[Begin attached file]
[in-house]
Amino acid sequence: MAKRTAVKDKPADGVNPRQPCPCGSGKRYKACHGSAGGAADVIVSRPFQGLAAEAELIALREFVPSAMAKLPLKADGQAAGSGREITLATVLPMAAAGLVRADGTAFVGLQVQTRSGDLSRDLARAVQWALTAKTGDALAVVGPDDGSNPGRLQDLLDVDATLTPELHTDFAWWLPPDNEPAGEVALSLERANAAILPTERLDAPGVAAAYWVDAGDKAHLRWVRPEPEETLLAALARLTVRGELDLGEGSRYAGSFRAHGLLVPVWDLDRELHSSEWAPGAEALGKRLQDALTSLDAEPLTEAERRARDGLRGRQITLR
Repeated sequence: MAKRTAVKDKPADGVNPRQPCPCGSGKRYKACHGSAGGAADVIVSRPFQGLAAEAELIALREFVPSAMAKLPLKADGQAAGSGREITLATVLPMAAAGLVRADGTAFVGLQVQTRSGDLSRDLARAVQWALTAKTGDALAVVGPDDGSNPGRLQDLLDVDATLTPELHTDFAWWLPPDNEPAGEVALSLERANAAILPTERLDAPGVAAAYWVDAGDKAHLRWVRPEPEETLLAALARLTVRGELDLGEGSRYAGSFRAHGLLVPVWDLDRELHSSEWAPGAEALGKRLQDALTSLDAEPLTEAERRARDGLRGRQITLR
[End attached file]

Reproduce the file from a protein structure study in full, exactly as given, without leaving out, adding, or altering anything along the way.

[in-house]
Amino acid sequence: MAKRTAVKDKPADGVNPRQPCPCGSGKRYKACHGSAGGAADVIVSRPFQGLAAEAELIALREFVPSAMAKLPLKADGQAAGSGREITLATVLPMAAAGLVRADGTAFVGLQVQTRSGDLSRDLARAVQWALTAKTGDALAVVGPDDGSNPGRLQDLLDVDATLTPELHTDFAWWLPPDNEPAGEVALSLERANAAILPTERLDAPGVAAAYWVDAGDKAHLRWVRPEPEETLLAALARLTVRGELDLGEGSRYAGSFRAHGLLVPVWDLDRELHSSEWAPGAEALGKRLQDALTSLDAEPLTEAERRARDGLRGRQITLR
Repeated sequence: MAKRTAVKDKPADGVNPRQPCPCGSGKRYKACHGSAGGAADVIVSRPFQGLAAEAELIALREFVPSAMAKLPLKADGQAAGSGREITLATVLPMAAAGLVRADGTAFVGLQVQTRSGDLSRDLARAVQWALTAKTGDALAVVGPDDGSNPGRLQDLLDVDATLTPELHTDFAWWLPPDNEPAGEVALSLERANAAILPTERLDAPGVAAAYWVDAGDKAHLRWVRPEPEETLLAALARLTVRGELDLGEGSRYAGSFRAHGLLVPVWDLDRELHSSEWAPGAEALGKRLQDALTSLDAEPLTEAERRARDGLRGRQITLR